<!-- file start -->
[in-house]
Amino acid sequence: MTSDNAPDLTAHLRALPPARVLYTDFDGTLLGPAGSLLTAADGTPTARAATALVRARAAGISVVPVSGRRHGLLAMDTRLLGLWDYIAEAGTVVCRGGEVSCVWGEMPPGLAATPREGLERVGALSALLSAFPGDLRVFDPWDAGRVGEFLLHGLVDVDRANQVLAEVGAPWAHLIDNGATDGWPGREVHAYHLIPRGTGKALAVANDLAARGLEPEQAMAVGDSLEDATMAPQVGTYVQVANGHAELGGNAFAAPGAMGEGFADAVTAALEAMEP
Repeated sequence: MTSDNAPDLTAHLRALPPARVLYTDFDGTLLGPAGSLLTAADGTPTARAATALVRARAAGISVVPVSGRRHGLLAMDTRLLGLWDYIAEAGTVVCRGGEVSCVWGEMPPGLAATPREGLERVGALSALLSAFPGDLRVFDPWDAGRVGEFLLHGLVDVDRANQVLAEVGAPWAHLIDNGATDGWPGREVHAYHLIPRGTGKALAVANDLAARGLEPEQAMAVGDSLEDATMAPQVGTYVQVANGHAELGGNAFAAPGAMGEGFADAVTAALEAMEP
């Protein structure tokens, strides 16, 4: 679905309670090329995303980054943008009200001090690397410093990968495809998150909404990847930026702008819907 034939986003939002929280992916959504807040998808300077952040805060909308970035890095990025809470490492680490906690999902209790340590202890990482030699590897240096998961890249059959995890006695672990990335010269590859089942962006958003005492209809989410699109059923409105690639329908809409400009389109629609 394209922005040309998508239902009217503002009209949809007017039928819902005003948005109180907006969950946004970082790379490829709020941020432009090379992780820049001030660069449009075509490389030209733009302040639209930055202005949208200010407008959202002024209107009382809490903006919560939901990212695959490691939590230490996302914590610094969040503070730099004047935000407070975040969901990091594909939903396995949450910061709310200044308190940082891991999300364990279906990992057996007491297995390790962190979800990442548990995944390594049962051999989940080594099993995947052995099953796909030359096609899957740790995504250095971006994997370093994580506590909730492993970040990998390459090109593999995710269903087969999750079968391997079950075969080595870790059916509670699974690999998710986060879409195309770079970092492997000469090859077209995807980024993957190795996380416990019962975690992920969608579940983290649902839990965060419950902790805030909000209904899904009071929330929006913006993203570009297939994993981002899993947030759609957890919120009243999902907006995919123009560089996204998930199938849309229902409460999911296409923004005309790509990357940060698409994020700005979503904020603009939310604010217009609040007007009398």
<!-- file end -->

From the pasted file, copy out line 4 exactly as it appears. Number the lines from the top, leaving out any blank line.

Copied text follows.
């Protein structure tokens, strides 16, 4: 679905309670090329995303980054943008009200001090690397410093990968495809998150909404990847930026702008819907 034939986003939002929280992916959504807040998808300077952040805060909308970035890095990025809470490492680490906690999902209790340590202890990482030699590897240096998961890249059959995890006695672990990335010269590859089942962006958003005492209809989410699109059923409105690639329908809409400009389109629609 394209922005040309998508239902009217503002009209949809007017039928819902005003948005109180907006969950946004970082790379490829709020941020432009090379992780820049001030660069449009075509490389030209733009302040639209930055202005949208200010407008959202002024209107009382809490903006919560939901990212695959490691939590230490996302914590610094969040503070730099004047935000407070975040969901990091594909939903396995949450910061709310200044308190940082891991999300364990279906990992057996007491297995390790962190979800990442548990995944390594049962051999989940080594099993995947052995099953796909030359096609899957740790995504250095971006994997370093994580506590909730492993970040990998390459090109593999995710269903087969999750079968391997079950075969080595870790059916509670699974690999998710986060879409195309770079970092492997000469090859077209995807980024993957190795996380416990019962975690992920969608579940983290649902839990965060419950902790805030909000209904899904009071929330929006913006993203570009297939994993981002899993947030759609957890919120009243999902907006995919123009560089996204998930199938849309229902409460999911296409923004005309790509990357940060698409994020700005979503904020603009939310604010217009609040007007009398």